With influential cleric Tahir-ul-Qadri descending on Islamabad with swarms of his supporters, Pakistan Prime Minister Raja Pervez Ashraf on Tuesday lobbied with top political leaders, including Pakistan Muslim League - Nawaz chief Nawaz Sharif, to uphold the democratic system.
Hours after Qadri gathered in the heart of Islamabad with tens of thousands of people demanding sweeping electoral reforms, Ashraf telephoned Sharif, PML-Q chief Chaudhry Shujaat Hussain, Awami National Party leader Asfandyar Wali Khan, Muttahida Qaumi Movement chief Altaf Hussain and Pakhtoonkhwa Milli Awami Party leader Mehmood Khan Achkzai to discuss the situation.
"During his conversation with the political leaders, there was a consensus on upholding the Constitution and the democratic system. The leaders noted that democracy has been achieved in the country after great sacrifices and struggle by the people of Pakistan and it will be defended at all costs," said a statement issued by the premier's office.
The statement quoted the political leaders as saying that "any attempt to subvert the Constitution, derail the democratic dispensation or adopt unconstitutional measures should be dealt with firmly".
Ashraf contacted the leaders shortly before the apex court ordered his arrest over allegations of corruption in power projects.
Ashraf said his government was "exercising restraint, patience and tolerance" in the face of the protest by Qadri and this should not be taken as "a sign of weakness".
He added, "Nobody will be allowed to impose his personal agenda".
During their conversation with the premier, the political leaders agreed that the "entire focus of the all democratic and political forces should be on the preparation for the next general elections and their holding in a free, fair and impartial manner under the supervision of the Election Commission," the statement said.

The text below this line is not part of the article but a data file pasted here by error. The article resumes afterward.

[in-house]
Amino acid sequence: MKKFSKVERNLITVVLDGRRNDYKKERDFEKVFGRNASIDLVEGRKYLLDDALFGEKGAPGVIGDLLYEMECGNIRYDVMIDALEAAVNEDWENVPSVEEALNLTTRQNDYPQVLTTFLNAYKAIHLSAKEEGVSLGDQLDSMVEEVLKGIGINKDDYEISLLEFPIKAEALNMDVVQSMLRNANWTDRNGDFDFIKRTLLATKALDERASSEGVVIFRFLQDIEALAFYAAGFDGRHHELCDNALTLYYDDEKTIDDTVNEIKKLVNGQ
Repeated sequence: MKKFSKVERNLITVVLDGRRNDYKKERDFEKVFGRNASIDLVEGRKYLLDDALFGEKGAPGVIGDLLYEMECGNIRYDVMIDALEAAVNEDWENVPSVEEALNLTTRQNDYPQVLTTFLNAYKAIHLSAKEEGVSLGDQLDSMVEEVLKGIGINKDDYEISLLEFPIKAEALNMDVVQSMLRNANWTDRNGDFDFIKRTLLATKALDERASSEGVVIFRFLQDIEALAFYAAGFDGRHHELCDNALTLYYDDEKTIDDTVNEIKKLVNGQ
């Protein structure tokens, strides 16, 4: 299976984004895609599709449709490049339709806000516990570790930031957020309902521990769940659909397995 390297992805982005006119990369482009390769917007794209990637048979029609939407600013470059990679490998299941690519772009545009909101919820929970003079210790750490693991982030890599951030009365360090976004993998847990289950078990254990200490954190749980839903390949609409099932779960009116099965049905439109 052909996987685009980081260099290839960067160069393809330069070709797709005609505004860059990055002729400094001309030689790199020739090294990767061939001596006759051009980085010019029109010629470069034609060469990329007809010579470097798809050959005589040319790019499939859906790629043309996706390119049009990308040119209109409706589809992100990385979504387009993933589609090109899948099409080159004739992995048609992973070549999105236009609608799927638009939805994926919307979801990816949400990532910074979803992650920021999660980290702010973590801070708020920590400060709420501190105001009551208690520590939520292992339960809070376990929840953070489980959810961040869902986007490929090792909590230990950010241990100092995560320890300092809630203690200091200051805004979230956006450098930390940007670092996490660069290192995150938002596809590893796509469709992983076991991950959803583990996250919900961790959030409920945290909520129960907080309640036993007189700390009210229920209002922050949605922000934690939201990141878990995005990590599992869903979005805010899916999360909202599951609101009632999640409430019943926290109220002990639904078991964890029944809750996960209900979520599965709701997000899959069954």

The apex court's order added to the uncertainty created by a protest in the heart of Islamabad by tens of thousands of supporters of Qadri, who demanded that the government should quit and dissolve the national and provincial assemblies.
Information Minister Qamar Zaman Kaira acknowledged that there had been a "lot of ups and downs" in the political situation since the morning but said the government had not yet received a copy of the apex court's arrest order against the premier.
Kaira made it clear that the general election would be held on time as the president, prime minister, parliament and Supreme Court had asserted repeatedly.
"The system will not be derailed no matter what one wishes. We will not allow democracy to be derailed," he told the media.
He questioned the actions of Qadri, pointing out that the cleric had referred to the president and prime minister as the "ex-president and ex-prime minister" in an address.
"It was almost as if he had prior information about the Supreme Court's order," he said.
Aitzaz Ahsan, a senior leader of the ruling Pakistan People's Party and a leading lawyer, told reporters that Ashraf would remain the prime minister until he is convicted and disqualified as a member of parliament.
"Arrest doesn't mean the government has collapsed," he said.
The graft charges against Ashraf date back to his tenure as power minister.
Information Minister Kaira further said Qadri's demands were "not constitutional or lawful".
He said the "law would take its course" if the cleric and his supporters continued their protest in Islamabad.
At the same time, he said, the government was ready to hold talks with Qadri on his demands.